When folded, the wings shield the reproductive organs situated in the abdomen of female cicadas. However, the male abdomen is largely hollow and serves as a resonating chamber to amplify their distinctive vocalizations.

Cicada Reproduction

freshly emerged cicadas on top of its shell


Undoubtedly, the call of cicadas is a familiar sound to most people, whether or not they recognize its source. Ma

le cicadas produce a distinctive, robust rasping noise using a membrane on their abdomen called the tymbal organ, designed to attract female mates. This resonant call results from the rapid contraction of the tymbal organ, pulsating at a rate of 120 to 480 times per second and resonating through the male’s abdominal chamber. Reaching volumes exceeding 100 decibels, it is as loud as an average car horn.

Following mating, a female cicada will cut a slit into the bark of a tree to deposit her eggs against the xylem. Upon hatching, the juvenile nymphs fall to the forest floor and burrow into the soil, sometimes reaching depths of up to eight feet. The length of time spent underground varies depending on the species; while many cicadas spend 2-5 years below the surface, certain species, such as those belonging to the North American genus Magicicada — comprising the Great Southern Brood and the Northern Illinois Brood previously mentioned — remain dormant for 13 and 17 years, respectively. These prolonged periods underground before a mass emergence are likely a strategic evolutionary adaptation to evade predators. Spending extended periods underground makes them an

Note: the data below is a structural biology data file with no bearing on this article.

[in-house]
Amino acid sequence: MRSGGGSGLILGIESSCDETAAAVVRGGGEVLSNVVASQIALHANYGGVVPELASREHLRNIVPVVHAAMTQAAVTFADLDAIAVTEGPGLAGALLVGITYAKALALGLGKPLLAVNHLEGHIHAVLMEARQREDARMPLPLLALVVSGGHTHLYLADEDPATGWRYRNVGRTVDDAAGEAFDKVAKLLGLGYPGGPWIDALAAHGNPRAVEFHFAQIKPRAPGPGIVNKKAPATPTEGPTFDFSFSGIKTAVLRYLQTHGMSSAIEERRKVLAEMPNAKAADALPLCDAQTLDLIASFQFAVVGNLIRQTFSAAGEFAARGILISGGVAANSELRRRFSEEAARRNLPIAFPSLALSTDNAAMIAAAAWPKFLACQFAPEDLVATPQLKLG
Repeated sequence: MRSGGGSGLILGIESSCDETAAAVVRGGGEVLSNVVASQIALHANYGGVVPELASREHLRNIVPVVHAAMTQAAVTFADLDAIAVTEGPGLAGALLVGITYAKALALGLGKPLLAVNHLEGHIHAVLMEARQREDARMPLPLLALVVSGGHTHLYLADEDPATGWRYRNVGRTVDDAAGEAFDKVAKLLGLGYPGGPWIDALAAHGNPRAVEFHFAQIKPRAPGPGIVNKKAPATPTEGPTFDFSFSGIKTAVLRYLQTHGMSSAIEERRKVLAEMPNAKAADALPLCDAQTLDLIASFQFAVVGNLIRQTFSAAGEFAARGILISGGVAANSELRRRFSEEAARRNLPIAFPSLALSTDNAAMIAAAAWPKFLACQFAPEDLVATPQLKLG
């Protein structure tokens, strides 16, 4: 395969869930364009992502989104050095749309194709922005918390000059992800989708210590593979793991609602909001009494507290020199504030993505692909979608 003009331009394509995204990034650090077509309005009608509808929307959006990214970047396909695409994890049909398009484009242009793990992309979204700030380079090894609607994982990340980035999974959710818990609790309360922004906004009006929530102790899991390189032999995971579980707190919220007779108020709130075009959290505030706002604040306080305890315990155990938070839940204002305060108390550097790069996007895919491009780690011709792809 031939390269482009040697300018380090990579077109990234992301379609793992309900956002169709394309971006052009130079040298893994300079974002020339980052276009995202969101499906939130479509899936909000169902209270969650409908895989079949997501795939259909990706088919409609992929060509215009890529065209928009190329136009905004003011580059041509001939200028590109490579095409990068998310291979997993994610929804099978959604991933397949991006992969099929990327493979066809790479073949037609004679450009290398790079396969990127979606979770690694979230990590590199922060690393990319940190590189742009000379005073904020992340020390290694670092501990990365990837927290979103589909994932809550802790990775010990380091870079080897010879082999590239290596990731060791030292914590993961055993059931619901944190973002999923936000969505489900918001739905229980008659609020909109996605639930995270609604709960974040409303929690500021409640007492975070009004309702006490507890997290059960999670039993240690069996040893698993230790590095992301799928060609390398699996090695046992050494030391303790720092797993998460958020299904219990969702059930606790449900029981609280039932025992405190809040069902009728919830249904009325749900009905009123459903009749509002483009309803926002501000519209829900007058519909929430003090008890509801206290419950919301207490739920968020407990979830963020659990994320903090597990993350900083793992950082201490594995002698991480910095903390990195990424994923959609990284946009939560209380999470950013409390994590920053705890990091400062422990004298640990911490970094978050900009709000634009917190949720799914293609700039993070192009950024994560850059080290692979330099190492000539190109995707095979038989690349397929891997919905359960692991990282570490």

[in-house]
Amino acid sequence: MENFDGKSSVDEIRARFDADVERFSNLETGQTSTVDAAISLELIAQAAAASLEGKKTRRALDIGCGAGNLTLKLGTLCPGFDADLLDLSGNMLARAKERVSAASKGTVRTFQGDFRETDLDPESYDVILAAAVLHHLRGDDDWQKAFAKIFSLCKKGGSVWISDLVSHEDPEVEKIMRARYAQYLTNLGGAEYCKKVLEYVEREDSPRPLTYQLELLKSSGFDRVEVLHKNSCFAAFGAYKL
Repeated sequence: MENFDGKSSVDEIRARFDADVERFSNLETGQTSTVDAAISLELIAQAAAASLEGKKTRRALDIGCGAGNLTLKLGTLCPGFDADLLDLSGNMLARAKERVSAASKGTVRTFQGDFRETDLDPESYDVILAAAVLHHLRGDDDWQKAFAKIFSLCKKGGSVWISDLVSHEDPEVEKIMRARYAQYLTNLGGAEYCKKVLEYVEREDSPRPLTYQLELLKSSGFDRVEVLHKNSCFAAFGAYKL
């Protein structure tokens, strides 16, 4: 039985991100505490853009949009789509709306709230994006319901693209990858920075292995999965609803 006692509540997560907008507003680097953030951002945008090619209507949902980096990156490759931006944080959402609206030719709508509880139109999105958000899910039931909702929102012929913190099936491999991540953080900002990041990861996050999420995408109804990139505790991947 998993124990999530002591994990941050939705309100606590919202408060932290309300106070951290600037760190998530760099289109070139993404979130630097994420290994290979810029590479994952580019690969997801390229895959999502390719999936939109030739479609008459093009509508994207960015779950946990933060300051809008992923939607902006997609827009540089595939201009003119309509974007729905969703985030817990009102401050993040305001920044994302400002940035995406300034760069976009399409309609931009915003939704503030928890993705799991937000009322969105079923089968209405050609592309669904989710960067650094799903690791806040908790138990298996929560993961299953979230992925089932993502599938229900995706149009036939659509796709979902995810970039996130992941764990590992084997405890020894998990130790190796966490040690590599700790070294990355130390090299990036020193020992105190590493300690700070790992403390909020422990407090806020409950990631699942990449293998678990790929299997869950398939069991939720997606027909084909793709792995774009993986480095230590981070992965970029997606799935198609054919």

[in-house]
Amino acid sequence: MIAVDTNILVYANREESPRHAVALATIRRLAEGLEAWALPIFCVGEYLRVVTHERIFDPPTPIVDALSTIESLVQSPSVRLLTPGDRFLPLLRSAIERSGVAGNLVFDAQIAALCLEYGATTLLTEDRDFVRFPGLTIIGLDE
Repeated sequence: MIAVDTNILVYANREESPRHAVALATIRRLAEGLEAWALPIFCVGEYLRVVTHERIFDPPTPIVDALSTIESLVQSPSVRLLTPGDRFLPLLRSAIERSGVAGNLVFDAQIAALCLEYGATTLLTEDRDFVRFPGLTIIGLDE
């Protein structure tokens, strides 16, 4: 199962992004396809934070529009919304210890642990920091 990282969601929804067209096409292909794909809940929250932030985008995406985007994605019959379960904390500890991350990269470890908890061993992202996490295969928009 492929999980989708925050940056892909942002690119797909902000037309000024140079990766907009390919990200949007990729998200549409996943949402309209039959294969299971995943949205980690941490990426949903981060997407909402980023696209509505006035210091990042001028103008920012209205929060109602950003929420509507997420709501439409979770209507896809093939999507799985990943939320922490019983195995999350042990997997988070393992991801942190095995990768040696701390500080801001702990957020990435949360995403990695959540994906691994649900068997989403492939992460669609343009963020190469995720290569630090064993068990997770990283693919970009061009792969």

An empty cicada shell

An empty cicada molt.

unreliable food source for predators, and their synchronized emergence diminishes the potential for predators to deplete the population,

leading to a phenomenon known as “predator satiation”, ensuring ample cicadas survive to reproduce and perpetuate their species.

During their time underground, cicada nymphs develop robust front legs, allowing them to excavate soil and penetrate tree roots, from which they extract sap to fuel their development toward adulthood. In moist environments, cicada nymphs construct mud mounds on the soil surface to cleanse and aerate their underground burrows.

When the time comes to surface, nymphs tunnel upward, ascend a nearby tree or shrub, and undergo their final molt, emerging as fully developed adult cicadas. The discarded nymphal exoskeletons are frequently observed clinging to the bark of trees in wooded areas during the early summer months.

Want to learn more about Wildlife in the Overstory?

Written by:

Bates Whitaker, Communications & Marketing Manager


– Bates Whitaker, NCWF Communications & Marketing Manager


 Dr. Liz Rutledge, NCWF Director of Wildlife Resources